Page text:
Then I discussed it with a lot of nurses, particularly aged-care nurses and palliative care nurses. The nurses in particular, of the community, are supportive of this bill. Doctors tend to come in and provide the medicines and give the analysis. Nurses spend days and days and weeks with the people who are dying. I did not find one of the nurses in my area who did not support this bill. The community are mixed; the doctors are mixed. The nurses support the bill.
This is not a religious bill, even though a lot of religion is taken into it. I am a Catholic and proud of it, and I have raised my family as Catholics. I am certainly not the best Catholic, but I am certainly not the worst either. My children are also of the same religion.
The question when this started was, 'Am I qualified to vote on this bill?', and I am not. Seriously, I am not. I am a qualified accountant, and if this were something to do with the budget, I would feel very, very comfortable. When I stood at the election I never raised the issue of voluntary assisted dying. I never got elected and I never got one vote or lost one in regard to voluntary assisted dying. That is the reason I had to go back and ask my community. I think anyone who has not done that has failed, because this issue is not one that anyone can claim they got elected on. So I went back and asked them.
Have I heard compelling arguments on both sides? I certainly have. I think we all have. We have heard the reasons why people are going to vote. We have heard the substantial facts and figures that are going to help members make a decision, but at the end of the day it is something that we all are going to vote on and have to vote on. So for me this is a summary of how I made the decision. I believe I have consulted as widely as I could. I have asked as many members of my community as I could. I have discussed it with numerous doctors. I have had up to 10 ministers of the faith in my office at a time. I have discussed it with my family, my friends and also anyone else that was willing to have a discussion with me.
At the end of the day, as I said, I sat down with my staff who have been through all this — listened for hours and put in a huge amount of effort — and we discussed what they thought. They have had a balance of for and against, and unanimously my staff believe that I should support this bill. The nurses who are with the patients day in, day out believe I should support this bill. I will be supporting the bill, but there are some reservations.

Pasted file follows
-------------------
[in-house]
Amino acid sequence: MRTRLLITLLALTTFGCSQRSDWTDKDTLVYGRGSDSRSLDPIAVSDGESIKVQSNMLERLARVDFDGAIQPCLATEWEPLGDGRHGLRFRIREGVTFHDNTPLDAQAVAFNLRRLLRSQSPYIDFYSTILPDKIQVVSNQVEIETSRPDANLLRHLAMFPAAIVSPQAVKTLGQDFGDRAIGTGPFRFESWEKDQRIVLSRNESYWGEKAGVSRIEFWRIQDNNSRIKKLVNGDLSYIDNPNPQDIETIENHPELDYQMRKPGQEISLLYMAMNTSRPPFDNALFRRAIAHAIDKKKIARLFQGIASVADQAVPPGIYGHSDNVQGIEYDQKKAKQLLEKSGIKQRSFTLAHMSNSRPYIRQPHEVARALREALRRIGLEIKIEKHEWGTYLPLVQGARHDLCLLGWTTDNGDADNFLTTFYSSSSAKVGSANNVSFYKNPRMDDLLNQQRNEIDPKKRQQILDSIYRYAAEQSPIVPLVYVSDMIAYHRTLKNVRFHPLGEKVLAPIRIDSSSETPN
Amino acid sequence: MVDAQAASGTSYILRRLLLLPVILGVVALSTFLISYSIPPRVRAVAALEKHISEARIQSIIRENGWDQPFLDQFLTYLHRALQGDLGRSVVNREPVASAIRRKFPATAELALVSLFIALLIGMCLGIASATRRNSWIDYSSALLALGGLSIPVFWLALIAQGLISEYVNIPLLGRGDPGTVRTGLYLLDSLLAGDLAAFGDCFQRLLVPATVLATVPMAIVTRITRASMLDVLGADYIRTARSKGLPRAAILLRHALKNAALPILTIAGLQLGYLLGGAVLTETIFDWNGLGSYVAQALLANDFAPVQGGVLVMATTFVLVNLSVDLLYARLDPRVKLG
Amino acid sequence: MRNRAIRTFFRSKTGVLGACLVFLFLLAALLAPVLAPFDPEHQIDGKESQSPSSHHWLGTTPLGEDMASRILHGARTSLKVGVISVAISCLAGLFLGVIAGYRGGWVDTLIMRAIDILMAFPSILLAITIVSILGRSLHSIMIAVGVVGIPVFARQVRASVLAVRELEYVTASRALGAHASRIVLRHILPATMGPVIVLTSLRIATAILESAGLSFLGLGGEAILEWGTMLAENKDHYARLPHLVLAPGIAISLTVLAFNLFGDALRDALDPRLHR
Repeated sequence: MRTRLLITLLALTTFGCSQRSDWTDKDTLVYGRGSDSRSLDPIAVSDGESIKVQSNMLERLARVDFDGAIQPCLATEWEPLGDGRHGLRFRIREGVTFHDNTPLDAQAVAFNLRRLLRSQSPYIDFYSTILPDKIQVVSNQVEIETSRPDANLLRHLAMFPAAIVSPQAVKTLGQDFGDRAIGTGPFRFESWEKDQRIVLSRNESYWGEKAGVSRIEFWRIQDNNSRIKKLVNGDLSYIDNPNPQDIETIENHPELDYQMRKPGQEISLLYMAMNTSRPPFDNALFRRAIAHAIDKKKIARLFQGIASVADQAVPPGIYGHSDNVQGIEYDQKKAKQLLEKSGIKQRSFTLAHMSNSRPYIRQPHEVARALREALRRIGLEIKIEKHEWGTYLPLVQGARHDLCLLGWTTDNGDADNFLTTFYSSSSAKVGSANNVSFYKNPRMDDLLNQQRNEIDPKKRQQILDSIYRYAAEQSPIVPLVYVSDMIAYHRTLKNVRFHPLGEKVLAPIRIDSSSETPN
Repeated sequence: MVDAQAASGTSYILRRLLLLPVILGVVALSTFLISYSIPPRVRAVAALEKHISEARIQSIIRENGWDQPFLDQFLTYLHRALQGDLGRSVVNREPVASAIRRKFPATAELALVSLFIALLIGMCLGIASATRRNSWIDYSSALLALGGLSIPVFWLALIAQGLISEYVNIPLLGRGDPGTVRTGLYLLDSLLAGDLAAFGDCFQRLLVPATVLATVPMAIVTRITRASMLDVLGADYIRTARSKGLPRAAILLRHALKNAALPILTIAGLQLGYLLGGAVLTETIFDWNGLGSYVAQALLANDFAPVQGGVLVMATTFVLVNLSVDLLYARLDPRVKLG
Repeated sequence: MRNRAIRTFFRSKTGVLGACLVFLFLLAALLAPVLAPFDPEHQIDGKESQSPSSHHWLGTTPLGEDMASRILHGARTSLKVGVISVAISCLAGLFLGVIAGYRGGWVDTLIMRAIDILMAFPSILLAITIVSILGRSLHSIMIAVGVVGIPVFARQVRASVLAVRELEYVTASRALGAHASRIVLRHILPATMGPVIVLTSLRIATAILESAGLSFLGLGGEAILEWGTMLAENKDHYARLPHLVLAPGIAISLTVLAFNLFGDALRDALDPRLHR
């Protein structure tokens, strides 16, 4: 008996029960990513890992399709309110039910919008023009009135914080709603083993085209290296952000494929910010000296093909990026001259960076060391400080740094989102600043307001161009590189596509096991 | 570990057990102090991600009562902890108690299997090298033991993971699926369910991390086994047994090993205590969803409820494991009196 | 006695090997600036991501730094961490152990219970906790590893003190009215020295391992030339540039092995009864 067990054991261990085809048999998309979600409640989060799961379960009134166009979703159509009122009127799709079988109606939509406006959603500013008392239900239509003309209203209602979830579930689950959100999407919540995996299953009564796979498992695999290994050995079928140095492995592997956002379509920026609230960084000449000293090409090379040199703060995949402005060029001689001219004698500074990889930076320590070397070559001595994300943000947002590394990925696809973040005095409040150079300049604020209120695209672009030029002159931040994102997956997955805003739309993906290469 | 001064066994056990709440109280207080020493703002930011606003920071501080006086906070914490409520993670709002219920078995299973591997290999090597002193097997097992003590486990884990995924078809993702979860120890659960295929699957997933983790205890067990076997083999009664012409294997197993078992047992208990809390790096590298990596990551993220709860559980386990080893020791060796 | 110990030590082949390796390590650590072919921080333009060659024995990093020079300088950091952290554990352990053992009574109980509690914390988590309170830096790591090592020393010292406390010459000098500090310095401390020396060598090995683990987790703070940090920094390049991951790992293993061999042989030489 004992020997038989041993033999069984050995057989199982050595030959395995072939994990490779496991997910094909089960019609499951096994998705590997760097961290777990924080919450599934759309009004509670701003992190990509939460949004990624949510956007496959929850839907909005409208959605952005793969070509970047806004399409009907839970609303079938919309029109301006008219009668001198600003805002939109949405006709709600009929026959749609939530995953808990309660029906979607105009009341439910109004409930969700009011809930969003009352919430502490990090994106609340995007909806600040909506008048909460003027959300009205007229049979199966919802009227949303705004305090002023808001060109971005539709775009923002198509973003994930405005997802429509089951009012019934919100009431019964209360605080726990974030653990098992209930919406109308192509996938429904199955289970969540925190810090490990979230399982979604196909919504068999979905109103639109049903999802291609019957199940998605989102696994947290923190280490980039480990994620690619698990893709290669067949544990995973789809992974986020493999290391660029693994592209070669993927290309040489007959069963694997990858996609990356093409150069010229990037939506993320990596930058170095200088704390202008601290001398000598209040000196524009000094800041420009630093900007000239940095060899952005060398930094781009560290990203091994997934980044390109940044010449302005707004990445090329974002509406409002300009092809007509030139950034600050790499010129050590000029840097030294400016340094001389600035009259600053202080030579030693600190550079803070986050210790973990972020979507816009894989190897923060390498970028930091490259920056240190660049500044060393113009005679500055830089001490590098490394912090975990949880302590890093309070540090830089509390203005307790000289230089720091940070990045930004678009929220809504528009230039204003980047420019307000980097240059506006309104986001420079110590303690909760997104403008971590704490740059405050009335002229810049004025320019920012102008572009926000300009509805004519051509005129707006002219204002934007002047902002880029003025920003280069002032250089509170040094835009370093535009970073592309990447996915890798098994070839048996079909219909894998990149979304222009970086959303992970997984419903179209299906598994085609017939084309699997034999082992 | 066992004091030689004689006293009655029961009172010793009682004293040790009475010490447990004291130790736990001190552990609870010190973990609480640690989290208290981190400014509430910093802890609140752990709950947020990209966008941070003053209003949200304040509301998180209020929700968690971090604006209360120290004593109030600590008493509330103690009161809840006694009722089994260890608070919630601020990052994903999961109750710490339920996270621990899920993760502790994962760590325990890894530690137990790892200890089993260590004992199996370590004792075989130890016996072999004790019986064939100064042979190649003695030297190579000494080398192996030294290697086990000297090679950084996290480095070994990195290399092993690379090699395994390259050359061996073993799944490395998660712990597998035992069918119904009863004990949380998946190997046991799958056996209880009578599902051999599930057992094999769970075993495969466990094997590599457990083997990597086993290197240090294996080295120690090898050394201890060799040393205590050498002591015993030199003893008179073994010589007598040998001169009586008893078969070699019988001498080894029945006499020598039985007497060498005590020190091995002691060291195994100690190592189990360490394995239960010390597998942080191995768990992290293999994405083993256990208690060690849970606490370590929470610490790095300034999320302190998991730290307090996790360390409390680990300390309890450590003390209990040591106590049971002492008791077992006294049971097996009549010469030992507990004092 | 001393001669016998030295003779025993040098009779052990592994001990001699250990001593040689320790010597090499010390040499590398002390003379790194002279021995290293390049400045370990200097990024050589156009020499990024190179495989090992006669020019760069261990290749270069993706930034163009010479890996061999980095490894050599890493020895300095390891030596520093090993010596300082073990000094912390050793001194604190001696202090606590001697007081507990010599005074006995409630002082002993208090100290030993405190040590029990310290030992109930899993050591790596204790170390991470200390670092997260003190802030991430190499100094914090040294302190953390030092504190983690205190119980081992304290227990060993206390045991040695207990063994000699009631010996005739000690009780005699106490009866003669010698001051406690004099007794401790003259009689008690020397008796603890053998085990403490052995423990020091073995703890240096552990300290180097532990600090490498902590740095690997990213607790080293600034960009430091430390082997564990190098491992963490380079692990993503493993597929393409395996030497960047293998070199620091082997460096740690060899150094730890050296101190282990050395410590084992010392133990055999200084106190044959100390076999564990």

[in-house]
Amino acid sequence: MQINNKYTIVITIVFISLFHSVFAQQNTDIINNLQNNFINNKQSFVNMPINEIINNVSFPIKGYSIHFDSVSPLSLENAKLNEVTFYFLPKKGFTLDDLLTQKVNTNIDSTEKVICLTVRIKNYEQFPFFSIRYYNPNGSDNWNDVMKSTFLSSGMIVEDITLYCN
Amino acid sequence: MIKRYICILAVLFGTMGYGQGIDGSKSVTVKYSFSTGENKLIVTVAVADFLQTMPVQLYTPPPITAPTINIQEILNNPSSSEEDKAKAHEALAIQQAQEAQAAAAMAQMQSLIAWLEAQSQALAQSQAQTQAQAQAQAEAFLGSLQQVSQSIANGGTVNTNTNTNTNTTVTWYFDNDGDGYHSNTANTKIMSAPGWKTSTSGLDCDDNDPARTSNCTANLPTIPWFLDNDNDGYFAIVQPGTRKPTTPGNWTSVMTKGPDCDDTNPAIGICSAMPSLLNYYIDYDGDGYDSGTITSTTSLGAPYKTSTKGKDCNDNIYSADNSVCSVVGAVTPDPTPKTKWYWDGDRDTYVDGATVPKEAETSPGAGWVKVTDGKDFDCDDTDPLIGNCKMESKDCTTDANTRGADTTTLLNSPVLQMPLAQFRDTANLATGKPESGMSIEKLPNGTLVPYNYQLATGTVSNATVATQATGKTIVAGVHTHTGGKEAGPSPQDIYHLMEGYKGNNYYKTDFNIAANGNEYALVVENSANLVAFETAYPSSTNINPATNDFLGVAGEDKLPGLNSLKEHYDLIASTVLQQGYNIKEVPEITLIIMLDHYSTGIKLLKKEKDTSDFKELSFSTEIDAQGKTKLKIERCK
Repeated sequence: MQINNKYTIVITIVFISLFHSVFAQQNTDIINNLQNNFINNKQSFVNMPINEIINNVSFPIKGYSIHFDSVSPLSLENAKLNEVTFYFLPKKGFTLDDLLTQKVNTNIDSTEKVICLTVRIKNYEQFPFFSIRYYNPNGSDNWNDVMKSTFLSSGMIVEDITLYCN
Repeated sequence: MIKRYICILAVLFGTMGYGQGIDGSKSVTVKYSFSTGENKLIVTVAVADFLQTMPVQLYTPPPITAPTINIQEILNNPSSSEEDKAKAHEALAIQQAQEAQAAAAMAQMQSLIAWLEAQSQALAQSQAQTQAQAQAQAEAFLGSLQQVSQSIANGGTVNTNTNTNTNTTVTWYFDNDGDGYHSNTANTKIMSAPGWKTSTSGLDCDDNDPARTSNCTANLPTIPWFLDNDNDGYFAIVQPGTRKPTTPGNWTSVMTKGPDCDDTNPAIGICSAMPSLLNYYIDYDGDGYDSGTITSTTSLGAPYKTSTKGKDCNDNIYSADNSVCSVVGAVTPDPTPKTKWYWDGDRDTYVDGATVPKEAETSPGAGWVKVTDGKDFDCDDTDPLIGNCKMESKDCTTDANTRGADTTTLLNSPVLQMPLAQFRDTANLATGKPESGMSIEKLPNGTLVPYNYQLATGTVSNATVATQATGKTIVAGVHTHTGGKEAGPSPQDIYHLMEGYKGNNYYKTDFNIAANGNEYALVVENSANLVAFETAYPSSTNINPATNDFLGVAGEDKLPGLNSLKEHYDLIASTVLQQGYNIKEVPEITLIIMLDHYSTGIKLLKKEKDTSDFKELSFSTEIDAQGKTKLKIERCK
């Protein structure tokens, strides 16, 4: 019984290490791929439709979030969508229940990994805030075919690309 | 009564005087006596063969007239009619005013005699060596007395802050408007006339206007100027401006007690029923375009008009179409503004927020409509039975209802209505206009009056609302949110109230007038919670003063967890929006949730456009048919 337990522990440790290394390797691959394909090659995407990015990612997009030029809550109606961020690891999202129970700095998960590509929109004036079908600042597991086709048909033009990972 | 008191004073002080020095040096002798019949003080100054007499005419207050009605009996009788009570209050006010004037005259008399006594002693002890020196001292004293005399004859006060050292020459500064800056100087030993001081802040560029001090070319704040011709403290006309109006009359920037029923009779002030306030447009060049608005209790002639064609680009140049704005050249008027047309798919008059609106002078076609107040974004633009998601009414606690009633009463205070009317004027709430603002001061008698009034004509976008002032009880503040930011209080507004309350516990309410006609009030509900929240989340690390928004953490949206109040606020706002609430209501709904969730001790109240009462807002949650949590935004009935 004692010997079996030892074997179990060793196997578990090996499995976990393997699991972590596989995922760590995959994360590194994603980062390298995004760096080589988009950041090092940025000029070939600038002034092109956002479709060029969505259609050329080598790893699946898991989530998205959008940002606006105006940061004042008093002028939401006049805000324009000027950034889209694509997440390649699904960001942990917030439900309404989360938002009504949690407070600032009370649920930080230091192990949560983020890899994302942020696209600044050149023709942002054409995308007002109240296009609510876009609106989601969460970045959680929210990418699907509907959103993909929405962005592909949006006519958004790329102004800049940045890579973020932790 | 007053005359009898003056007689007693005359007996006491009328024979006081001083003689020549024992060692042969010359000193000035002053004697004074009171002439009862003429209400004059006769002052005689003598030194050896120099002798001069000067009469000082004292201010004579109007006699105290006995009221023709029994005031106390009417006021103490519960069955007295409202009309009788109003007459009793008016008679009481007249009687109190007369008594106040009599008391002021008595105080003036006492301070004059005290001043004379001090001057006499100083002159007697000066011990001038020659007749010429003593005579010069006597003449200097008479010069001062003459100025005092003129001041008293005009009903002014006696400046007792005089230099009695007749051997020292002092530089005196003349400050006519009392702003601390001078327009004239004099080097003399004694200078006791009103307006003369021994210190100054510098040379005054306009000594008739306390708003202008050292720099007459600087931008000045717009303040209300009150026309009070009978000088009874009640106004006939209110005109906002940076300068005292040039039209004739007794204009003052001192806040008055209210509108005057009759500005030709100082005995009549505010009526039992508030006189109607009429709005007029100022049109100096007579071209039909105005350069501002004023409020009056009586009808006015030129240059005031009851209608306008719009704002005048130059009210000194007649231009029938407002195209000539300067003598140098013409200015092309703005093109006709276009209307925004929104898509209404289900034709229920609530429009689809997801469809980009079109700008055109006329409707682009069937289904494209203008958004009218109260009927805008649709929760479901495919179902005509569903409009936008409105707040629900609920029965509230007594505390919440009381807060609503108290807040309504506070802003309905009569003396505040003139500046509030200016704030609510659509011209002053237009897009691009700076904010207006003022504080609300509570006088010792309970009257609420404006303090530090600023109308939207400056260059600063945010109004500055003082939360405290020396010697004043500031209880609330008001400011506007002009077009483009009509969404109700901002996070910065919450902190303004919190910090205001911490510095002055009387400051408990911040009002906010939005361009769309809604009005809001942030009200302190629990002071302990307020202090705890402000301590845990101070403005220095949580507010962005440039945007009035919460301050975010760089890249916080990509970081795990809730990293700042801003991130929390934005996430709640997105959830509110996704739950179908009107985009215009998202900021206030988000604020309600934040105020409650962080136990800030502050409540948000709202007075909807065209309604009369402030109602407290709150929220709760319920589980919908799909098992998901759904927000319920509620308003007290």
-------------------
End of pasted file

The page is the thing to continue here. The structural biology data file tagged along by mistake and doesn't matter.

The reservations that continually came up to me — and I have heard the arguments why these should not be changed — are from doctors and nurses telling me that the pain and suffering is in the last weeks, not in the last months or year. I will be looking for an amendment to change the 12-month period back to six months, because I believe that is reasonable. Not only is it the pain and suffering, but medicine and the quality of our medicine do change very quickly. There are cures being found daily that will assist in the cure of some of those currently incurable diseases.
It was also quite regularly put to me that there is the possibility of coercion in this bill. That quite simply does happen. I have heard numerous stories about the bedside manner of some families — certainly hopefully not all — that could coerce dying patients. I would like to have a role for a GP who has been treating the patient. It is not to be one of the two doctors, but a role to basically say that they believe that there is no coercion in there and that they do believe that the person is of sound mind, or along those lines. I do not think they are unreasonable amendments, and I will be certainly pursuing those.
In summary, I would prefer not to be in a position to be voting on this — seriously, in a heartbeat I would give it to somebody else to make that decision — but we do not get elected to make a choice on what we do vote on. I have been asked whether I would abstain, and I said I will not because I have never walked away from making a decision in my life, and I will not for this one. I will be voting. I will be voting for the bill, and I will be voting for some amendments to the bill.